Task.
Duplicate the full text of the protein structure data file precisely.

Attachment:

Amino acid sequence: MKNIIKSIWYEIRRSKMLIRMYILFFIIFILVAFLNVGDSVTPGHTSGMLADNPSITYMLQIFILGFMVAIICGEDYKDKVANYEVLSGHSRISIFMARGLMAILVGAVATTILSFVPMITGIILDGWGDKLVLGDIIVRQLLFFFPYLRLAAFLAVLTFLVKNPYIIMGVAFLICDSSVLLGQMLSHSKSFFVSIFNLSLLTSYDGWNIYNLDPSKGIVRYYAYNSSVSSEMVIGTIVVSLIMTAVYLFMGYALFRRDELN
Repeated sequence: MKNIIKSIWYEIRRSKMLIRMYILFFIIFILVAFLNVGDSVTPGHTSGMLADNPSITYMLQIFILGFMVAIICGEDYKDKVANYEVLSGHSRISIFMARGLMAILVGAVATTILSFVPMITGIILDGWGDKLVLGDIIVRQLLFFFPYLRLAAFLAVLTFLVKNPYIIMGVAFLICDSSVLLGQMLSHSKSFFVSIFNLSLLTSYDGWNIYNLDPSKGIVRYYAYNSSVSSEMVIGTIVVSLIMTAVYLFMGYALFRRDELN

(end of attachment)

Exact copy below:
Amino acid sequence: MKNIIKSIWYEIRRSKMLIRMYILFFIIFILVAFLNVGDSVTPGHTSGMLADNPSITYMLQIFILGFMVAIICGEDYKDKVANYEVLSGHSRISIFMARGLMAILVGAVATTILSFVPMITGIILDGWGDKLVLGDIIVRQLLFFFPYLRLAAFLAVLTFLVKNPYIIMGVAFLICDSSVLLGQMLSHSKSFFVSIFNLSLLTSYDGWNIYNLDPSKGIVRYYAYNSSVSSEMVIGTIVVSLIMTAVYLFMGYALFRRDELN
Repeated sequence: MKNIIKSIWYEIRRSKMLIRMYILFFIIFILVAFLNVGDSVTPGHTSGMLADNPSITYMLQIFILGFMVAIICGEDYKDKVANYEVLSGHSRISIFMARGLMAILVGAVATTILSFVPMITGIILDGWGDKLVLGDIIVRQLLFFFPYLRLAAFLAVLTFLVKNPYIIMGVAFLICDSSVLLGQMLSHSKSFFVSIFNLSLLTSYDGWNIYNLDPSKGIVRYYAYNSSVSSEMVIGTIVVSLIMTAVYLFMGYALFRRDELN